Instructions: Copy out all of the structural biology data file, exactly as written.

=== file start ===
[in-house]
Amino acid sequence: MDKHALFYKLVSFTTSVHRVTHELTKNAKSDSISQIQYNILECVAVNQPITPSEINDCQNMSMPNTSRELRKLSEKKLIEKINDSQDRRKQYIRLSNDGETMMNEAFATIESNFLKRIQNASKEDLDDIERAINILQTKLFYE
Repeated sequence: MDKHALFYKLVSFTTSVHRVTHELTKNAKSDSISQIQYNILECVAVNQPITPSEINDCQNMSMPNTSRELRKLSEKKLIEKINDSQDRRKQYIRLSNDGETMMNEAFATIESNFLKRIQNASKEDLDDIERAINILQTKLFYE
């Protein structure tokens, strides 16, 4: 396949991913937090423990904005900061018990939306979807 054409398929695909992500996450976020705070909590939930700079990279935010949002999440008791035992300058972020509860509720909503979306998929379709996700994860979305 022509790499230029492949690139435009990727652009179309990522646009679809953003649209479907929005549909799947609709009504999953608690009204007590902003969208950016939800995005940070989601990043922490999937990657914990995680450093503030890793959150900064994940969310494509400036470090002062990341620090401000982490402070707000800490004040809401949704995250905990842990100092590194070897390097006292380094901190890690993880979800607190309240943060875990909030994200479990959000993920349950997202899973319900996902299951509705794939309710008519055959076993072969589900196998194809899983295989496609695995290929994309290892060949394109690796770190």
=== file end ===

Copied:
[in-house]
Amino acid sequence: MDKHALFYKLVSFTTSVHRVTHELTKNAKSDSISQIQYNILECVAVNQPITPSEINDCQNMSMPNTSRELRKLSEKKLIEKINDSQDRRKQYIRLSNDGETMMNEAFATIESNFLKRIQNASKEDLDDIERAINILQTKLFYE
Repeated sequence: MDKHALFYKLVSFTTSVHRVTHELTKNAKSDSISQIQYNILECVAVNQPITPSEINDCQNMSMPNTSRELRKLSEKKLIEKINDSQDRRKQYIRLSNDGETMMNEAFATIESNFLKRIQNASKEDLDDIERAINILQTKLFYE
């Protein structure tokens, strides 16, 4: 396949991913937090423990904005900061018990939306979807 054409398929695909992500996450976020705070909590939930700079990279935010949002999440008791035992300058972020509860509720909503979306998929379709996700994860979305 022509790499230029492949690139435009990727652009179309990522646009679809953003649209479907929005549909799947609709009504999953608690009204007590902003969208950016939800995005940070989601990043922490999937990657914990995680450093503030890793959150900064994940969310494509400036470090002062990341620090401000982490402070707000800490004040809401949704995250905990842990100092590194070897390097006292380094901190890690993880979800607190309240943060875990909030994200479990959000993920349950997202899973319900996902299951509705794939309710008519055959076993072969589900196998194809899983295989496609695995290929994309290892060949394109690796770190």